A good few athletes switch sports after scandals of one sort or another. Marion Jones, for instance, had three gold and two bronze medals from the Sydney Olympics stripped after she admitted to using steroids. Following a prison sentence and a ban from athletics, she opted for the WNBA. She had been a gifted player at university level – emphasis on had been. Similarly, British sprinter Dwain Chambers – known as one of the fastest track and field athletes in European history, held the 50m record, made the 1997 junior record and was the all-time fourth-fastest on 100m. Chambers was banned for doping in 2003. He slunk off to the National Football League and rugby league, but bombed at both.
Special mention goes to Jose Canseco, a former Major League Baseball outfielder and designated hitter who won multiple awards during his career. Canseco admitted to using performance-enhancing drugs. Unabashed by the doping scandal, though, he turned those lemons into lemonade and made a couple of bucks writing a tell-all book about his exploits. Not one to miss an opportunity, he took out the other players who were using as well. Canseco used his retirement optimistically, taking up boxing and competing in MMA. Except he didn’t win one fight and, memorably, he lasted a total of 76 seconds in his first fight.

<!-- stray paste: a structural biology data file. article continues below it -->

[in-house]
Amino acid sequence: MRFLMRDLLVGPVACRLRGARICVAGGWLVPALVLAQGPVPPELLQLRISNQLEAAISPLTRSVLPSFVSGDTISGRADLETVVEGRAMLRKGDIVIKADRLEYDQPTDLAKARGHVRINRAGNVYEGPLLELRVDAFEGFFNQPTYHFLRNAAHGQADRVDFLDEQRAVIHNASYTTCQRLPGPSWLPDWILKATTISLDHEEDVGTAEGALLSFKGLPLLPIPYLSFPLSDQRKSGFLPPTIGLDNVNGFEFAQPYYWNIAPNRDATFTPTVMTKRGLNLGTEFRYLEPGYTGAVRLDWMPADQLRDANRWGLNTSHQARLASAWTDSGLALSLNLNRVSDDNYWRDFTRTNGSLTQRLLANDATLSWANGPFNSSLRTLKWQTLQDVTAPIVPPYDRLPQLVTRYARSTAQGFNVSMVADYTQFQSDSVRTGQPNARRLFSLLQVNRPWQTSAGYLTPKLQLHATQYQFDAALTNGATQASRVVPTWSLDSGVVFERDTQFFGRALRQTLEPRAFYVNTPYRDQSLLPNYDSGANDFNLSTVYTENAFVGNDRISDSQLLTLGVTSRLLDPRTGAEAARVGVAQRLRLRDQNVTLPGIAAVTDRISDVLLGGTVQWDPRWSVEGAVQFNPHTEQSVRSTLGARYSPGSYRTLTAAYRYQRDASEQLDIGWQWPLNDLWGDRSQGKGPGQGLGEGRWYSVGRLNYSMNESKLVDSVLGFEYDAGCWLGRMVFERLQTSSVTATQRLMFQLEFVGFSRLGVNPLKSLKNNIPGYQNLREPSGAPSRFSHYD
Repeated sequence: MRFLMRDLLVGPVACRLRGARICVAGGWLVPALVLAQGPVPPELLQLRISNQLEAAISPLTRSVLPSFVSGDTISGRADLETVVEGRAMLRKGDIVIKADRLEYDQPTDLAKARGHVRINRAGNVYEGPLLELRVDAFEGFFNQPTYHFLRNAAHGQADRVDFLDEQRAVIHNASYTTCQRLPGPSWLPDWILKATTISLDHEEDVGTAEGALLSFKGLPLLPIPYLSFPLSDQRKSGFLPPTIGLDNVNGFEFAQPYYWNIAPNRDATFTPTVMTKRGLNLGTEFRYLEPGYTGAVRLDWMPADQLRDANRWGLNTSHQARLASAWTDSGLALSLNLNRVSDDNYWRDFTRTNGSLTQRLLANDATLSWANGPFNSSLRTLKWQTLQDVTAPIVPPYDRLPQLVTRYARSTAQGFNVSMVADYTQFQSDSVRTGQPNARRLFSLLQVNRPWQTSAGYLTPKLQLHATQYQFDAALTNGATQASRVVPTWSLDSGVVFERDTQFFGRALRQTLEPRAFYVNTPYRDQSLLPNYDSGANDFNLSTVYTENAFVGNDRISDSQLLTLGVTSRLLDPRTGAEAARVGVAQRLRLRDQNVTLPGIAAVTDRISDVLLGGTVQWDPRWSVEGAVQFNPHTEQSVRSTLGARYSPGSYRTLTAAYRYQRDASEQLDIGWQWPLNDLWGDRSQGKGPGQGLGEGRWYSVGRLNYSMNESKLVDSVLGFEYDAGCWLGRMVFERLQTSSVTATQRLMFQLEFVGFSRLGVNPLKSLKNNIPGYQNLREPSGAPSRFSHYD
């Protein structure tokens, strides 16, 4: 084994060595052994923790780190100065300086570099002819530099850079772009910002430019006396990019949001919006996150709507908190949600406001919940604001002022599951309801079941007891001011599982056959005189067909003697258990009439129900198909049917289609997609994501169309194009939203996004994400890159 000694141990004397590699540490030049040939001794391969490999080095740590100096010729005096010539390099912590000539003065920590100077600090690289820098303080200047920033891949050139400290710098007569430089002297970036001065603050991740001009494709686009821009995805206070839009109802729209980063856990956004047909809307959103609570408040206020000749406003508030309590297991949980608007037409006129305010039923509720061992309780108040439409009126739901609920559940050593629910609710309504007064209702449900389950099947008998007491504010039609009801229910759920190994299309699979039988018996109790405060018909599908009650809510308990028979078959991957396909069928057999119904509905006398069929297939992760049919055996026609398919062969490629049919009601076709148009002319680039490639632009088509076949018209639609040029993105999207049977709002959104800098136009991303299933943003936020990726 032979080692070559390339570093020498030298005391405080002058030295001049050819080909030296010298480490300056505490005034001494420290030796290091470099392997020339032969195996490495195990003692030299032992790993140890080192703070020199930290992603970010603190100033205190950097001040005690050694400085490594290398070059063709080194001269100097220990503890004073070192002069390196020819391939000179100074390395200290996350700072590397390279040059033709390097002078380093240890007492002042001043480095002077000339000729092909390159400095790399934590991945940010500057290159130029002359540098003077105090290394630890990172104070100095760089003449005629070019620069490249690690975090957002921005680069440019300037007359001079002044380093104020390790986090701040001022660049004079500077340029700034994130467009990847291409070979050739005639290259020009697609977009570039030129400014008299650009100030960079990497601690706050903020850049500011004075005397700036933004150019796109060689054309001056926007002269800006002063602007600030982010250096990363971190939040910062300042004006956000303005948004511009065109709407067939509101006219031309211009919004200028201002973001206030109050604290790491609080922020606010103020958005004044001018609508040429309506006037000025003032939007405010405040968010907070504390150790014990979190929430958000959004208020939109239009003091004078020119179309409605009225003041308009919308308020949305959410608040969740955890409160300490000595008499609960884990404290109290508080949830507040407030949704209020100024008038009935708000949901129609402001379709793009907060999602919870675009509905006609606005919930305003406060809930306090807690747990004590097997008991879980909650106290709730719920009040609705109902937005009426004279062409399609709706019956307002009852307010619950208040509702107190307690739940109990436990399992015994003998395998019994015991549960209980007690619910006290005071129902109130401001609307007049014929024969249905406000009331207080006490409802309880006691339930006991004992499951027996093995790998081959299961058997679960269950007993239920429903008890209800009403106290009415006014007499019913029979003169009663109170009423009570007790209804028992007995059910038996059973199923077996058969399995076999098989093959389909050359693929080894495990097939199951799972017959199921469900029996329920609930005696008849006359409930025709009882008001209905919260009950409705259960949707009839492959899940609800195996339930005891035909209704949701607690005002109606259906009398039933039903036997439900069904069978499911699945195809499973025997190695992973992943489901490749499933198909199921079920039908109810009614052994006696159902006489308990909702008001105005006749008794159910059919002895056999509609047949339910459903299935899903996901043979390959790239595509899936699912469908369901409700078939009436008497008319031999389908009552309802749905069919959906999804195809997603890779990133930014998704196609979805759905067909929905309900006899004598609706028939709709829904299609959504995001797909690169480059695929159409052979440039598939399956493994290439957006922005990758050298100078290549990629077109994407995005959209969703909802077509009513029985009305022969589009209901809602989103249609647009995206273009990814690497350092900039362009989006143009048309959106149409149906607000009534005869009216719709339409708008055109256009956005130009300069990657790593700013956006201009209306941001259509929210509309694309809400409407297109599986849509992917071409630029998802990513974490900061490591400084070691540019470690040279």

Moral of the story: say no to drugs, kids.
Manute Bol, bless his 7-ft-7 skeleton, was best known as one of the NBA’s best blockers. He tried his hand at a number of other sports, and in fairness to his spectacularly failed efforts, these were mostly for fun or to raise funds for charity. This included boxing, horse riding and, best of all, ice hockey, for which he signed a one-day contract with Indianapolis Ice. He couldn’t skate at the time.
Not to be outdone is former ice hockey defence man Chris Chelios – who, mind you, made the fifth-most NHL appearances of any player in history – decided it would be more fun to take up bob sledding. He joined up with the Greek team in the hope of making the 2006 Winter Olympics, but that went, ahem, downhill. (Yes, we went there.)
“Elite athletes are often not the most modest of characters,” writes sports columnist Alfie Potts-Harmer, “(as) confidence in one’s own ability is often integral to success in sport, and as such, many of them think they can turn their hand to a new sport with no trouble.” Many of them are wrong. But if nothing else, they remind us that sport is eternally an exercise in optimism. Long may it live. DM